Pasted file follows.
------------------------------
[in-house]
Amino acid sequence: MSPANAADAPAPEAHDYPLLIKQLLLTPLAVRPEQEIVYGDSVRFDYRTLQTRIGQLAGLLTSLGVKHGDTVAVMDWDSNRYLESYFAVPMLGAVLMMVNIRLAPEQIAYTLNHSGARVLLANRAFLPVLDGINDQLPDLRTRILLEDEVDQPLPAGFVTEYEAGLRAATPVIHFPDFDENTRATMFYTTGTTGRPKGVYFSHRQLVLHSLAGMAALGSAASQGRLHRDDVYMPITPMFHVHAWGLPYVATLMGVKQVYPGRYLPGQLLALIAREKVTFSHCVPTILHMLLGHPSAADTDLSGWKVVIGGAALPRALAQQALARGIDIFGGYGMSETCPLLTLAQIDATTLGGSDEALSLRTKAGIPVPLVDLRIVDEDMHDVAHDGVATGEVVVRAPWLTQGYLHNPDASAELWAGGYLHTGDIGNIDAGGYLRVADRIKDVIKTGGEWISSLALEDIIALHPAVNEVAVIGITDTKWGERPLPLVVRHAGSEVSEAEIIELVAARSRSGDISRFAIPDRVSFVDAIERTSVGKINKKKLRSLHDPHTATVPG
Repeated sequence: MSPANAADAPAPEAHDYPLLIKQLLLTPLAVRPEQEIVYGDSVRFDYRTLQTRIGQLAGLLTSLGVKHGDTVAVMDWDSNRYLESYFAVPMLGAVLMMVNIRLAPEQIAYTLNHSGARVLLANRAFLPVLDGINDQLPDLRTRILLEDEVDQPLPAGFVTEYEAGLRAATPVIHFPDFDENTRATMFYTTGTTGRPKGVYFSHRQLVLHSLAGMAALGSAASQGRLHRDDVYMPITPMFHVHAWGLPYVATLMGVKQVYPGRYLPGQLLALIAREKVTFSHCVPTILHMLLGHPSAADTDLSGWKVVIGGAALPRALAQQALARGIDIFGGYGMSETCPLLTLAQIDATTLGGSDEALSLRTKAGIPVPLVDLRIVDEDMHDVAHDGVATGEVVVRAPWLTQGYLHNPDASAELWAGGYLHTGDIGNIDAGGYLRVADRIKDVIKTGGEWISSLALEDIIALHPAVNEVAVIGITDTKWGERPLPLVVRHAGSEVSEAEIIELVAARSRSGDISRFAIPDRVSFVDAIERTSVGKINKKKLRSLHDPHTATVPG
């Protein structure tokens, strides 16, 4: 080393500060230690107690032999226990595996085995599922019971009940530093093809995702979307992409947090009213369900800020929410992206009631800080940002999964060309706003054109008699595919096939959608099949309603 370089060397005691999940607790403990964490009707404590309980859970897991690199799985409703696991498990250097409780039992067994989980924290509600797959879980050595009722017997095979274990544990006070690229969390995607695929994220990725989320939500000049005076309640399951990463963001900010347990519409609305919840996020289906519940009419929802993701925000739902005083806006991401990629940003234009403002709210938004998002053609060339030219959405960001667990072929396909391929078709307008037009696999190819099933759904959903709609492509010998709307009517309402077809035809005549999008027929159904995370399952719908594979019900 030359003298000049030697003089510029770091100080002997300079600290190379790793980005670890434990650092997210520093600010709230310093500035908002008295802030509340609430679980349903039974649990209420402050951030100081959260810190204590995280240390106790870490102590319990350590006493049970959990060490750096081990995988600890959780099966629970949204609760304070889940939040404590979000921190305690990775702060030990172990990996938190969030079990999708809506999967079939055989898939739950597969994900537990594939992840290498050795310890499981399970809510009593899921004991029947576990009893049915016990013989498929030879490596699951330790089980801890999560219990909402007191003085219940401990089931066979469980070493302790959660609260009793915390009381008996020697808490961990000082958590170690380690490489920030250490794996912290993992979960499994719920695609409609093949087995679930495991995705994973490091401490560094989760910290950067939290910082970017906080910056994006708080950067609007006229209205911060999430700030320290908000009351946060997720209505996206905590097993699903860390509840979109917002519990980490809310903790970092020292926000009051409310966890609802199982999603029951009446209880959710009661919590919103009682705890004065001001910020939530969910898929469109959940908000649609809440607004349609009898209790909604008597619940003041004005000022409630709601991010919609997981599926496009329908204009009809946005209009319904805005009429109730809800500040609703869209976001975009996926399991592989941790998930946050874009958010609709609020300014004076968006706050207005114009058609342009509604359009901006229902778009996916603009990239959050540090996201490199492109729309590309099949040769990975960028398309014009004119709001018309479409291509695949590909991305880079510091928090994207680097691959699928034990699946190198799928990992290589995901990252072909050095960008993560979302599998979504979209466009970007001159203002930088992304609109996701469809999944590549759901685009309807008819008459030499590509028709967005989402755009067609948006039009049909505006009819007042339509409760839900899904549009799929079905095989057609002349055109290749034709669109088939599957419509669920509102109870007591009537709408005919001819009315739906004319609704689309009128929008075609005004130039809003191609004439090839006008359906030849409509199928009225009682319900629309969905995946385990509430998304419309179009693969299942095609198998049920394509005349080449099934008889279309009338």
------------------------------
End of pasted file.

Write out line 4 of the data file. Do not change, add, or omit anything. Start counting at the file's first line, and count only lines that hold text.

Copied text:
């Protein structure tokens, strides 16, 4: 080393500060230690107690032999226990595996085995599922019971009940530093093809995702979307992409947090009213369900800020929410992206009631800080940002999964060309706003054109008699595919096939959608099949309603 370089060397005691999940607790403990964490009707404590309980859970897991690199799985409703696991498990250097409780039992067994989980924290509600797959879980050595009722017997095979274990544990006070690229969390995607695929994220990725989320939500000049005076309640399951990463963001900010347990519409609305919840996020289906519940009419929802993701925000739902005083806006991401990629940003234009403002709210938004998002053609060339030219959405960001667990072929396909391929078709307008037009696999190819099933759904959903709609492509010998709307009517309402077809035809005549999008027929159904995370399952719908594979019900 030359003298000049030697003089510029770091100080002997300079600290190379790793980005670890434990650092997210520093600010709230310093500035908002008295802030509340609430679980349903039974649990209420402050951030100081959260810190204590995280240390106790870490102590319990350590006493049970959990060490750096081990995988600890959780099966629970949204609760304070889940939040404590979000921190305690990775702060030990172990990996938190969030079990999708809506999967079939055989898939739950597969994900537990594939992840290498050795310890499981399970809510009593899921004991029947576990009893049915016990013989498929030879490596699951330790089980801890999560219990909402007191003085219940401990089931066979469980070493302790959660609260009793915390009381008996020697808490961990000082958590170690380690490489920030250490794996912290993992979960499994719920695609409609093949087995679930495991995705994973490091401490560094989760910290950067939290910082970017906080910056994006708080950067609007006229209205911060999430700030320290908000009351946060997720209505996206905590097993699903860390509840979109917002519990980490809310903790970092020292926000009051409310966890609802199982999603029951009446209880959710009661919590919103009682705890004065001001910020939530969910898929469109959940908000649609809440607004349609009898209790909604008597619940003041004005000022409630709601991010919609997981599926496009329908204009009809946005209009319904805005009429109730809800500040609703869209976001975009996926399991592989941790998930946050874009958010609709609020300014004076968006706050207005114009058609342009509604359009901006229902778009996916603009990239959050540090996201490199492109729309590309099949040769990975960028398309014009004119709001018309479409291509695949590909991305880079510091928090994207680097691959699928034990699946190198799928990992290589995901990252072909050095960008993560979302599998979504979209466009970007001159203002930088992304609109996701469809999944590549759901685009309807008819008459030499590509028709967005989402755009067609948006039009049909505006009819007042339509409760839900899904549009799929079905095989057609002349055109290749034709669109088939599957419509669920509102109870007591009537709408005919001819009315739906004319609704689309009128929008075609005004130039809003191609004439090839006008359906030849409509199928009225009682319900629309969905995946385990509430998304419309179009693969299942095609198998049920394509005349080449099934008889279309009338």